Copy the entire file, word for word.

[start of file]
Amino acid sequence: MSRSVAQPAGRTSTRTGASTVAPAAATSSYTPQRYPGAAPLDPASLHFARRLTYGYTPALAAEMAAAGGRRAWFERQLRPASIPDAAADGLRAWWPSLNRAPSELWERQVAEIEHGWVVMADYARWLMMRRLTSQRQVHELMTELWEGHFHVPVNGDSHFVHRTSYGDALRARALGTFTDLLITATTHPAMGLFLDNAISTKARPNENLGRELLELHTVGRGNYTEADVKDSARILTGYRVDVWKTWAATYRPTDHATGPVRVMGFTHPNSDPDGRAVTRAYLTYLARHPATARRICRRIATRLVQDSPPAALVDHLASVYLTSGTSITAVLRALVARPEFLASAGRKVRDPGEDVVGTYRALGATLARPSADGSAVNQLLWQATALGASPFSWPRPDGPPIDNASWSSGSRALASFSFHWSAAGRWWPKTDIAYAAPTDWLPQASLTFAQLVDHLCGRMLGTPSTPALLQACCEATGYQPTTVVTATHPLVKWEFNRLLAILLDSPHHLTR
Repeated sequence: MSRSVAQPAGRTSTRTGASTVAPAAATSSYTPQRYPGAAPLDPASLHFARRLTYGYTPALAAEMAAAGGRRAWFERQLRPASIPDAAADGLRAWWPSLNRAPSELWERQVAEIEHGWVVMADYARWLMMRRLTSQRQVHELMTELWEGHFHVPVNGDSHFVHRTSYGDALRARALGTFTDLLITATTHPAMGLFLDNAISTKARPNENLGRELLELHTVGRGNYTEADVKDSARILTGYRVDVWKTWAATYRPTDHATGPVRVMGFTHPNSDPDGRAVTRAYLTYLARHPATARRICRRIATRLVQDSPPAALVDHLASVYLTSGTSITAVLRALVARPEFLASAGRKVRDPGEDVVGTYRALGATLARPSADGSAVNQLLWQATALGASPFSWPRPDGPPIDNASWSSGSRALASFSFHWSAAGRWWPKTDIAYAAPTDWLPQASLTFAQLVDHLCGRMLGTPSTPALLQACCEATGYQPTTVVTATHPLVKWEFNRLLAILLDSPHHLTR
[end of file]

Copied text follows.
Amino acid sequence: MSRSVAQPAGRTSTRTGASTVAPAAATSSYTPQRYPGAAPLDPASLHFARRLTYGYTPALAAEMAAAGGRRAWFERQLRPASIPDAAADGLRAWWPSLNRAPSELWERQVAEIEHGWVVMADYARWLMMRRLTSQRQVHELMTELWEGHFHVPVNGDSHFVHRTSYGDALRARALGTFTDLLITATTHPAMGLFLDNAISTKARPNENLGRELLELHTVGRGNYTEADVKDSARILTGYRVDVWKTWAATYRPTDHATGPVRVMGFTHPNSDPDGRAVTRAYLTYLARHPATARRICRRIATRLVQDSPPAALVDHLASVYLTSGTSITAVLRALVARPEFLASAGRKVRDPGEDVVGTYRALGATLARPSADGSAVNQLLWQATALGASPFSWPRPDGPPIDNASWSSGSRALASFSFHWSAAGRWWPKTDIAYAAPTDWLPQASLTFAQLVDHLCGRMLGTPSTPALLQACCEATGYQPTTVVTATHPLVKWEFNRLLAILLDSPHHLTR
Repeated sequence: MSRSVAQPAGRTSTRTGASTVAPAAATSSYTPQRYPGAAPLDPASLHFARRLTYGYTPALAAEMAAAGGRRAWFERQLRPASIPDAAADGLRAWWPSLNRAPSELWERQVAEIEHGWVVMADYARWLMMRRLTSQRQVHELMTELWEGHFHVPVNGDSHFVHRTSYGDALRARALGTFTDLLITATTHPAMGLFLDNAISTKARPNENLGRELLELHTVGRGNYTEADVKDSARILTGYRVDVWKTWAATYRPTDHATGPVRVMGFTHPNSDPDGRAVTRAYLTYLARHPATARRICRRIATRLVQDSPPAALVDHLASVYLTSGTSITAVLRALVARPEFLASAGRKVRDPGEDVVGTYRALGATLARPSADGSAVNQLLWQATALGASPFSWPRPDGPPIDNASWSSGSRALASFSFHWSAAGRWWPKTDIAYAAPTDWLPQASLTFAQLVDHLCGRMLGTPSTPALLQACCEATGYQPTTVVTATHPLVKWEFNRLLAILLDSPHHLTR